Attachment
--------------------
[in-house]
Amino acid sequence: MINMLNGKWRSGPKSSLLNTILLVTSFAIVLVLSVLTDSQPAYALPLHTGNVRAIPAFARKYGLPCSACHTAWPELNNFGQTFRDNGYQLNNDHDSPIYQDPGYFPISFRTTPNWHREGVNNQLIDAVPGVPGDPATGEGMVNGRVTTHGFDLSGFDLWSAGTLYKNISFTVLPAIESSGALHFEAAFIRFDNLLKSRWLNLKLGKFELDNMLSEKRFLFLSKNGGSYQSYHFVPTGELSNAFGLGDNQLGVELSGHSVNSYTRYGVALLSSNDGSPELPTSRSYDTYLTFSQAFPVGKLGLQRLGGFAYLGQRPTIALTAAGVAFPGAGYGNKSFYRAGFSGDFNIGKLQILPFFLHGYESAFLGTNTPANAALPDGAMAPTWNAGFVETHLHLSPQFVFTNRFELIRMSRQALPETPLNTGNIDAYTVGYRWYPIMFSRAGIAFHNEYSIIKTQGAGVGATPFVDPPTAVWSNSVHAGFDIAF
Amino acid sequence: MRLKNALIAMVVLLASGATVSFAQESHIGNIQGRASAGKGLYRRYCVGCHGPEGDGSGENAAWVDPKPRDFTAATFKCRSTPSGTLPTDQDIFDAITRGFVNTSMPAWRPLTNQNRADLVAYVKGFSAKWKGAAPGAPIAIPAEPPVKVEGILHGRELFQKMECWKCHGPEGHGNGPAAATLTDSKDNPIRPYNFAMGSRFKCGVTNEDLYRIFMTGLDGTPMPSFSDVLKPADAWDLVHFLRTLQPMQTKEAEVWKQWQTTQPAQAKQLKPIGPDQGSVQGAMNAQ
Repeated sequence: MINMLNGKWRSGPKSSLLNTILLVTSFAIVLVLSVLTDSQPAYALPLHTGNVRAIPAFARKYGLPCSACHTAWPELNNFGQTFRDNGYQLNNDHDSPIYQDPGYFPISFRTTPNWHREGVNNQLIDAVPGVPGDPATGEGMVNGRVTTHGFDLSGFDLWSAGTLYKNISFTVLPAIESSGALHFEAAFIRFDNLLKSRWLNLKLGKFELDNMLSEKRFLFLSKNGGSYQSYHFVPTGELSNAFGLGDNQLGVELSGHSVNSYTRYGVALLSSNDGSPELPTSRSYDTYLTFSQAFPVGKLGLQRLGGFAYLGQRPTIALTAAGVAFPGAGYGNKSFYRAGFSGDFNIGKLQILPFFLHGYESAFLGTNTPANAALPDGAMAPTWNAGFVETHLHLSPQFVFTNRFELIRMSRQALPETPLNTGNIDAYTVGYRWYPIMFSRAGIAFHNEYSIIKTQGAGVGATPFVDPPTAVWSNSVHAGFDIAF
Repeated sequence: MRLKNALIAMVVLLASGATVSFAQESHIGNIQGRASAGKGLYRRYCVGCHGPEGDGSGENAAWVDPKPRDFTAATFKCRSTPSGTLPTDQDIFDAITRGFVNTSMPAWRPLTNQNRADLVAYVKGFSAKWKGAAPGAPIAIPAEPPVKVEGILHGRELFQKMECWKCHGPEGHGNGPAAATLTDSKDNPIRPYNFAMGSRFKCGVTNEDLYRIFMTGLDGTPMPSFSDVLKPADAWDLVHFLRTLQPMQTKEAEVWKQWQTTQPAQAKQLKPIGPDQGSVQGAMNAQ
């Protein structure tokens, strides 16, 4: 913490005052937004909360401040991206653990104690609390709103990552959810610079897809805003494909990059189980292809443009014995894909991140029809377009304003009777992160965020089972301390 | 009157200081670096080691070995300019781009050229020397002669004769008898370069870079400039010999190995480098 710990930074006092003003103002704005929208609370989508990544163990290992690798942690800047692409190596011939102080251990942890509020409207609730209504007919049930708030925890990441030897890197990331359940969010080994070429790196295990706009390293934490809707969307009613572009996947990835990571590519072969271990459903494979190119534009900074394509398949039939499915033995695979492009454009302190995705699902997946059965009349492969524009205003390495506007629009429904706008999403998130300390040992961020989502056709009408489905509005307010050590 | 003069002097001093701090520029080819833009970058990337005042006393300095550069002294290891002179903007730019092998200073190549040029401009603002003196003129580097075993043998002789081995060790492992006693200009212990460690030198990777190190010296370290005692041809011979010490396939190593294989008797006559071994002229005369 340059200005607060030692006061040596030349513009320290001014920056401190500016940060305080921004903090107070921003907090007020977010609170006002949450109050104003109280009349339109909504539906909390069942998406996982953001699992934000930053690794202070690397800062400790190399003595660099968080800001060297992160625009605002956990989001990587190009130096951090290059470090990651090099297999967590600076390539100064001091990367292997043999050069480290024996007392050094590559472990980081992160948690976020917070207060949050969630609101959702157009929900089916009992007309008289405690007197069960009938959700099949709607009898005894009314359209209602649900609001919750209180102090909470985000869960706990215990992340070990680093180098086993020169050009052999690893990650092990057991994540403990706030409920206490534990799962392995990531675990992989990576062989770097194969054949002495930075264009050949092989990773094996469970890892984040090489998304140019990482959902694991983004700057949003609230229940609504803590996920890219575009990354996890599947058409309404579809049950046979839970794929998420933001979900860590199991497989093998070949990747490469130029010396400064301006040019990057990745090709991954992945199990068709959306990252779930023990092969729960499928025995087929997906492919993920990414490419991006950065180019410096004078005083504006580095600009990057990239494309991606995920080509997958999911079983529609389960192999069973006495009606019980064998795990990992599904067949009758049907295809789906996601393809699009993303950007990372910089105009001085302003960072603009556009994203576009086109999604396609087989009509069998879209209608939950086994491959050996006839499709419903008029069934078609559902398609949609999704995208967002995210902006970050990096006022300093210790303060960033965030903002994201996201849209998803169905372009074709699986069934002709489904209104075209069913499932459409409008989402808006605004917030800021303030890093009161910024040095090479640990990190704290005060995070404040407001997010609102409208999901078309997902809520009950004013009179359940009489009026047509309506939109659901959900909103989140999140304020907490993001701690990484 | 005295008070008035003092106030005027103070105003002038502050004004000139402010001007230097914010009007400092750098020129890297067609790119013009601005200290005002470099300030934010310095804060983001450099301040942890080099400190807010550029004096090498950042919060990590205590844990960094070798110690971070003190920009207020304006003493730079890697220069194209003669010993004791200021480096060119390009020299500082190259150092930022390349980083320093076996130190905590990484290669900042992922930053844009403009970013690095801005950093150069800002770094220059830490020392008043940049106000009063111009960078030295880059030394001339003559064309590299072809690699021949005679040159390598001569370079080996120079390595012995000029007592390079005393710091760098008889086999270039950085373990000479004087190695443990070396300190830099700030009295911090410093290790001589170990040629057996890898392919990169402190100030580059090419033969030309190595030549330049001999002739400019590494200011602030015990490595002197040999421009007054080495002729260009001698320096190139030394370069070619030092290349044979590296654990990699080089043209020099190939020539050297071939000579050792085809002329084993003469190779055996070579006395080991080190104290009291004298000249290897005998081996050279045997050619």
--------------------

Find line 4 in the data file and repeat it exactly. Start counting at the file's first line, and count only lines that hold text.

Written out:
Repeated sequence: MINMLNGKWRSGPKSSLLNTILLVTSFAIVLVLSVLTDSQPAYALPLHTGNVRAIPAFARKYGLPCSACHTAWPELNNFGQTFRDNGYQLNNDHDSPIYQDPGYFPISFRTTPNWHREGVNNQLIDAVPGVPGDPATGEGMVNGRVTTHGFDLSGFDLWSAGTLYKNISFTVLPAIESSGALHFEAAFIRFDNLLKSRWLNLKLGKFELDNMLSEKRFLFLSKNGGSYQSYHFVPTGELSNAFGLGDNQLGVELSGHSVNSYTRYGVALLSSNDGSPELPTSRSYDTYLTFSQAFPVGKLGLQRLGGFAYLGQRPTIALTAAGVAFPGAGYGNKSFYRAGFSGDFNIGKLQILPFFLHGYESAFLGTNTPANAALPDGAMAPTWNAGFVETHLHLSPQFVFTNRFELIRMSRQALPETPLNTGNIDAYTVGYRWYPIMFSRAGIAFHNEYSIIKTQGAGVGATPFVDPPTAVWSNSVHAGFDIAF